Moreover, the four proposed pipelines that would connect gas fields in northern B.C. to export facilities on the coast would need to be built from scratch, and cut through large swathes of undeveloped and contested First Nations lands.

Critics say the B.C. government, for its part, scared away investors when it floated a two-tier tax system in early 2014 applicable solely to LNG development. One industry expert who consulted directly with the B.C. government said there was a lack of awareness around the level of cost competitiveness posed by other countries.

“I think there was an arrogant belief that B.C.’s proximity to Asia and its accessibility was enough to mitigate that competing factor,” said the person who asked not to be named. “And that wasn’t enough.”

A comparably relaxed regulatory system in the U.S. also allows projects to move ahead quicker.

Handouts Freeport LNG project
Handouts Freeport LNG projectOngoing construction of the Freeport LNG project in Texas. Once completed in late 2018, the US$13-billion facility will liquefy 2.1 billion cubic feet of gas per day, which will be transported onto supertankers and shipped to overseas markets.

Freeport first applied to federal regulators with a notice of intention to file an environmental assessment in 2011. By the end of 2014, it had secured its necessary environmental permits, export licences and other legal documentation, and was moving ahead with construction.

This was perhaps due partly to the more easy-going attitude of Texas locals, who do not carry the same historical grievances as Canadian First Nations: to circumvent opposition to the project, Freeport simply bought the homes of some 50-odd locals at a premium.

The Pacific NorthWest LNG project proposed for Prince Rupert, B.C., began its feasibility studies at roughly the same time Freeport did, and only received conditional approval from the federal government in September 2016.

Decisions on U.S. LNG projects should now come even faster since the Senate passed a bill in April 2016 compelling the Department of Energy to make decisions on such projects within 45 days of an environmental assessment.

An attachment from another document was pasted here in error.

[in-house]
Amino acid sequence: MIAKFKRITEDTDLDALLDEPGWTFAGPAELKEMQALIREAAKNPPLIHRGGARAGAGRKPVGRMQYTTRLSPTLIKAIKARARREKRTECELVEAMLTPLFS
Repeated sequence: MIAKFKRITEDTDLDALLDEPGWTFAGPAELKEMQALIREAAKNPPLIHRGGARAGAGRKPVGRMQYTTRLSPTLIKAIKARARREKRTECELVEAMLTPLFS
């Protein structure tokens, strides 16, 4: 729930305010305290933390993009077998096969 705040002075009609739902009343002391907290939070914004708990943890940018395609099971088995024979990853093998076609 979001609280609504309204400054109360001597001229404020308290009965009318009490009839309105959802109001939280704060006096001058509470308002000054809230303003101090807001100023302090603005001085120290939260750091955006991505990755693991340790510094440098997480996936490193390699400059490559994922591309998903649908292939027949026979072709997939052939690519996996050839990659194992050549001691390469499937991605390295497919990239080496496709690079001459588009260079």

Even so, the question today is instead whether there will ever be adequate space for new entrants into the LNG market. The global LNG race kicked off such a frenzied expansion in capacity that prices have since plummeted amid a deep supply glut.

“Whether [Canada] missed the boat or dodged a bullet is kind of a tough call right now,” said Ian Archer, an analyst at IHS Markit Ltd.

So much LNG is currently sloshing around the globe that operators now say thriftier buyers have begun seeking re-negotiated contracts at lower prices. In 2015, IHS released a report estimating that only five of the 90 global LNG proposals on the go would be required to meet demand until at least 2020.

Further muddying the outlook for LNG is that costs for renewable sources of electricity such as wind and solar fell far more sharply than analysts predicted only a few years ago. Sluggish economic growth projections in some developing countries also caused LNG demand expectations to taper off.

Yet many analysts now predict that LNG markets could balance in coming years, potentially cracking open another opportunity in the mid-2020s.

“The global growth story for gas is still positive, it’s just at a slower trajectory than perhaps people were saying five years ago,” Archer said.

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Canadian producers have begun moving on. Many have been forced to enter alternative markets, and some are beginning to export gas to overseas markets via U.S. LNG terminals. For example, Calgary’s Seven Generations Energy Ltd. has signed a supply contract with Cheniere Energy, according to news reports.

The growth of U.S. LNG is unlikely to end any time soon. McKinsey & Co. analyst Peter Lambert said in a 2015 research note that expansions to existing brownfield projects — ones already in progress — in the coming years “could push out other LNG projects in the U.S., Canada, or elsewhere in the world.”

The preparations for such expansions are already taking place in flat marshland of the U.S. Gulf Coast.

At the Freeport LNG construction site, there is a yet-untouched patch of concrete where the company plans to construct its fourth liquefaction facility, or “train,” to boost its capacity. It plans to apply soon to federal regulators for the roughly US$3-billion expansion.

That expansion alone could threaten to nudge out yet another Canadian LNG hopeful, now watching from afar as a mere spectator.

Financial Post

jsnyder@postmedia.com

Twitter.com/jesse_snyder